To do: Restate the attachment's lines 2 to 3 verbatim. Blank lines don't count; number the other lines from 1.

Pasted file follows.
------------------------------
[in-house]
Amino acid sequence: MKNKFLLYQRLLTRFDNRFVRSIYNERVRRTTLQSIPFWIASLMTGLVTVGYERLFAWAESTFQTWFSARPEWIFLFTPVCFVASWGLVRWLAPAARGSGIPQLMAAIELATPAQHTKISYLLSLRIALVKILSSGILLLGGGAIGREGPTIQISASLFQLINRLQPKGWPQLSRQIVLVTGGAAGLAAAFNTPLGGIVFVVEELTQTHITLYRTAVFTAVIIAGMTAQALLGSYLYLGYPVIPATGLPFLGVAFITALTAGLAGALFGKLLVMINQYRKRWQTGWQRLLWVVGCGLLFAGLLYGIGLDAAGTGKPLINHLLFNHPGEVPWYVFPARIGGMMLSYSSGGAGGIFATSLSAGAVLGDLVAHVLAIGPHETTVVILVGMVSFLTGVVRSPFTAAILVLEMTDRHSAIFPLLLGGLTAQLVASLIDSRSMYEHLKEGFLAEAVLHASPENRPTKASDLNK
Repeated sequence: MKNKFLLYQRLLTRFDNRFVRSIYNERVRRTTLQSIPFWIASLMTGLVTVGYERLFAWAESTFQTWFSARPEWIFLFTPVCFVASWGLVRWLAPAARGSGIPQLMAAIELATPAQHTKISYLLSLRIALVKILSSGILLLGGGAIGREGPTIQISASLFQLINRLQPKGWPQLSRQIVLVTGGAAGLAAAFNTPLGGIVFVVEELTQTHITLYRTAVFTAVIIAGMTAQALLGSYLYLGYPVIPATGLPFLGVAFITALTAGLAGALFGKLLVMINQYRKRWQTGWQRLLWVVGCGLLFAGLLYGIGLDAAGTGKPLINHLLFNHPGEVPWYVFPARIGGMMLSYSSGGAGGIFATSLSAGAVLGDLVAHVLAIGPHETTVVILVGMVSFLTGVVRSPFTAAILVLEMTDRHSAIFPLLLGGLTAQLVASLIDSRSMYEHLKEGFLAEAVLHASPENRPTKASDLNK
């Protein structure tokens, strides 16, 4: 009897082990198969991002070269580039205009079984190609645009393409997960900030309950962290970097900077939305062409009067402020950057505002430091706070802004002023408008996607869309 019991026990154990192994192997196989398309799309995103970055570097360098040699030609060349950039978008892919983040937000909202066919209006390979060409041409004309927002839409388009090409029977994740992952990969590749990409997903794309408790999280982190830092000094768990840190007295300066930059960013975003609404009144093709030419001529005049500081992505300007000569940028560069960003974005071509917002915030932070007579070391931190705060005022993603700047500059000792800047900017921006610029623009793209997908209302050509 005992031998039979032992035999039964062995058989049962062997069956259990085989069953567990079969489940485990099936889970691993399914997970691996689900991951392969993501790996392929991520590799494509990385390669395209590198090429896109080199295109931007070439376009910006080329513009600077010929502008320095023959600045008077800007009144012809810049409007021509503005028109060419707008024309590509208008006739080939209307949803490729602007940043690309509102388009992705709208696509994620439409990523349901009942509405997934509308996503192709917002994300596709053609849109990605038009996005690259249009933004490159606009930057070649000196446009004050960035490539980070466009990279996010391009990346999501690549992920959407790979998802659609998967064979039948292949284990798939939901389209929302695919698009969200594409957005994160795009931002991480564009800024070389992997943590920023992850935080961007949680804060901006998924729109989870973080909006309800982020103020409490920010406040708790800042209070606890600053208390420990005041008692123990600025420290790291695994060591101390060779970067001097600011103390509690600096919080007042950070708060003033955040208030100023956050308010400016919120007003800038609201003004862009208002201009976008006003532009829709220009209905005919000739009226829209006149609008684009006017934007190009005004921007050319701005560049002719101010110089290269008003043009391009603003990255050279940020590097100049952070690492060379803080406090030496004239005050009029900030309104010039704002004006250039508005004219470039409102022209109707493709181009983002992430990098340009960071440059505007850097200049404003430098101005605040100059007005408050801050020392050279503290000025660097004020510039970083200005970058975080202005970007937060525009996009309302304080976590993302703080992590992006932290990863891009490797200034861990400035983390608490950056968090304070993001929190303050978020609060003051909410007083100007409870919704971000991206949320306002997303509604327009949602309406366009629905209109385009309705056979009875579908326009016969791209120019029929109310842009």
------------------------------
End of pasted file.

Amino acid sequence: MKNKFLLYQRLLTRFDNRFVRSIYNERVRRTTLQSIPFWIASLMTGLVTVGYERLFAWAESTFQTWFSARPEWIFLFTPVCFVASWGLVRWLAPAARGSGIPQLMAAIELATPAQHTKISYLLSLRIALVKILSSGILLLGGGAIGREGPTIQISASLFQLINRLQPKGWPQLSRQIVLVTGGAAGLAAAFNTPLGGIVFVVEELTQTHITLYRTAVFTAVIIAGMTAQALLGSYLYLGYPVIPATGLPFLGVAFITALTAGLAGALFGKLLVMINQYRKRWQTGWQRLLWVVGCGLLFAGLLYGIGLDAAGTGKPLINHLLFNHPGEVPWYVFPARIGGMMLSYSSGGAGGIFATSLSAGAVLGDLVAHVLAIGPHETTVVILVGMVSFLTGVVRSPFTAAILVLEMTDRHSAIFPLLLGGLTAQLVASLIDSRSMYEHLKEGFLAEAVLHASPENRPTKASDLNK
Repeated sequence: MKNKFLLYQRLLTRFDNRFVRSIYNERVRRTTLQSIPFWIASLMTGLVTVGYERLFAWAESTFQTWFSARPEWIFLFTPVCFVASWGLVRWLAPAARGSGIPQLMAAIELATPAQHTKISYLLSLRIALVKILSSGILLLGGGAIGREGPTIQISASLFQLINRLQPKGWPQLSRQIVLVTGGAAGLAAAFNTPLGGIVFVVEELTQTHITLYRTAVFTAVIIAGMTAQALLGSYLYLGYPVIPATGLPFLGVAFITALTAGLAGALFGKLLVMINQYRKRWQTGWQRLLWVVGCGLLFAGLLYGIGLDAAGTGKPLINHLLFNHPGEVPWYVFPARIGGMMLSYSSGGAGGIFATSLSAGAVLGDLVAHVLAIGPHETTVVILVGMVSFLTGVVRSPFTAAILVLEMTDRHSAIFPLLLGGLTAQLVASLIDSRSMYEHLKEGFLAEAVLHASPENRPTKASDLNK